Cardigan castle director leading restoration resigns
The director of Cardigan Castle has left his post only a few months after being appointed.
Steffan Crosby was appointed back in June to lead the £11m restoration of the 12th Century monument.
A spokesperson for the Cadwgan Trust, which is managing the work, said there was no danger to the future of the project.
The project's finance officer Cris Tomos has taken over on an interim basis.
He told BBC Wales: "We were all appointed on a probationary period for six months and there was a review after three months.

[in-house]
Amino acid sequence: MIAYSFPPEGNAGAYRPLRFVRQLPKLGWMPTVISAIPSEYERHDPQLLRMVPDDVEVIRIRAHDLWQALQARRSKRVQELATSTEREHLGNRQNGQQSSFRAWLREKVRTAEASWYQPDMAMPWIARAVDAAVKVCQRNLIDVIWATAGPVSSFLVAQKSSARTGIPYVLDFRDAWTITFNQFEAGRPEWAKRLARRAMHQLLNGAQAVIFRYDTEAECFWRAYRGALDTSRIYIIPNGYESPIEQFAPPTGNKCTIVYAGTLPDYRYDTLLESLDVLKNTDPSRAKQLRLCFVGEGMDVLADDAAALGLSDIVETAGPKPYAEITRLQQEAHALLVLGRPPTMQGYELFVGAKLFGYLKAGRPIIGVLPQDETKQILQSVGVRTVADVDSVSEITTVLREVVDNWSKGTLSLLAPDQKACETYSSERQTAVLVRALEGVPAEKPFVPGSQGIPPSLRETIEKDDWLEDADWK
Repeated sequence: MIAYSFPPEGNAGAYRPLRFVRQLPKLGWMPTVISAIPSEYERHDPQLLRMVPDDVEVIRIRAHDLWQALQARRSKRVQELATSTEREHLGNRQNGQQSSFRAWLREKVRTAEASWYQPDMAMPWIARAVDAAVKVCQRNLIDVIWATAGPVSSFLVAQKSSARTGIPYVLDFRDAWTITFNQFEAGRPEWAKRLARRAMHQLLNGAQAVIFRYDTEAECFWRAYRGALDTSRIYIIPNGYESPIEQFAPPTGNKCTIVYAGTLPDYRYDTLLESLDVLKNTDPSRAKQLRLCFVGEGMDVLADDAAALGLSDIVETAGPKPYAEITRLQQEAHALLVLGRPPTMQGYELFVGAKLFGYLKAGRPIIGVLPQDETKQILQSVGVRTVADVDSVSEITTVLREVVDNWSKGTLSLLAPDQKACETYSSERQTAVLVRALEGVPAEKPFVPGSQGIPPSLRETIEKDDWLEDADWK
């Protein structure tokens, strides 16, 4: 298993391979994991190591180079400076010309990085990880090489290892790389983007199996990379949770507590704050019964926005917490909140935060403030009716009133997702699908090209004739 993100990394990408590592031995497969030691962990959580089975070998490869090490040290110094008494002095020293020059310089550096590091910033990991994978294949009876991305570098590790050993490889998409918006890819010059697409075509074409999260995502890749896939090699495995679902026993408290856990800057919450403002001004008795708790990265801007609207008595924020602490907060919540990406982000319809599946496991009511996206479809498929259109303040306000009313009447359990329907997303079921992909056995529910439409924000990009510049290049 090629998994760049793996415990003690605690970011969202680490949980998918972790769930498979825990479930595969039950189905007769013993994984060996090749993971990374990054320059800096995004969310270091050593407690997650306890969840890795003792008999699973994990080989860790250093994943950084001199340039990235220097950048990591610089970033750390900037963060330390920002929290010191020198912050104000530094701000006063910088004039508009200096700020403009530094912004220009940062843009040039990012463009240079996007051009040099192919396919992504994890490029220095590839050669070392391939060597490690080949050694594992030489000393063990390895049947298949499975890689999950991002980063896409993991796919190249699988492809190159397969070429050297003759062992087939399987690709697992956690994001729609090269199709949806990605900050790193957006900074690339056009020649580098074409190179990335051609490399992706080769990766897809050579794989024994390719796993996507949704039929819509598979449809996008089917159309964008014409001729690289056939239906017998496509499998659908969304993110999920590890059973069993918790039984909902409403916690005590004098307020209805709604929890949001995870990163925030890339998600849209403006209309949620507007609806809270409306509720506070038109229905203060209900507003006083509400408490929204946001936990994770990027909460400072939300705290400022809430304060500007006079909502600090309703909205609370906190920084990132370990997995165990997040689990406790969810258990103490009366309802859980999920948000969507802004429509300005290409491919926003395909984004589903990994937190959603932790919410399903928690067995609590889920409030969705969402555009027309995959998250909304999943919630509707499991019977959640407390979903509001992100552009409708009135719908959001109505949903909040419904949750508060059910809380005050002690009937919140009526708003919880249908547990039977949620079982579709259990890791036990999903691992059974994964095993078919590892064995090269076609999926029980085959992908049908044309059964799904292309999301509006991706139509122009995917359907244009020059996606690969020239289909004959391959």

"Mr Crosby felt that his expertise was running visitor centres and heritage work.
"The work at this time entails managing contracts, so he decided to leave the project."
Plans include a museum, workshops and a cafe, while the castle walls, buildings and gardens will be revamped.
The aim is to increase visitor numbers from 3,000 to 30,000 a year.
Cardigan Castle was built in the 12th Century by the Norman Gilbert de Clare, and passed to his son.
It was captured by Rhys ap Gruffydd in 1136 and passed back and forth between Welsh and Norman hands over the next century.
The castle was claimed by Edward I at the end of the 13th Century. It suffered damage during the English civil war and lay uninhabited until the early 19th Century when a private property was built on site.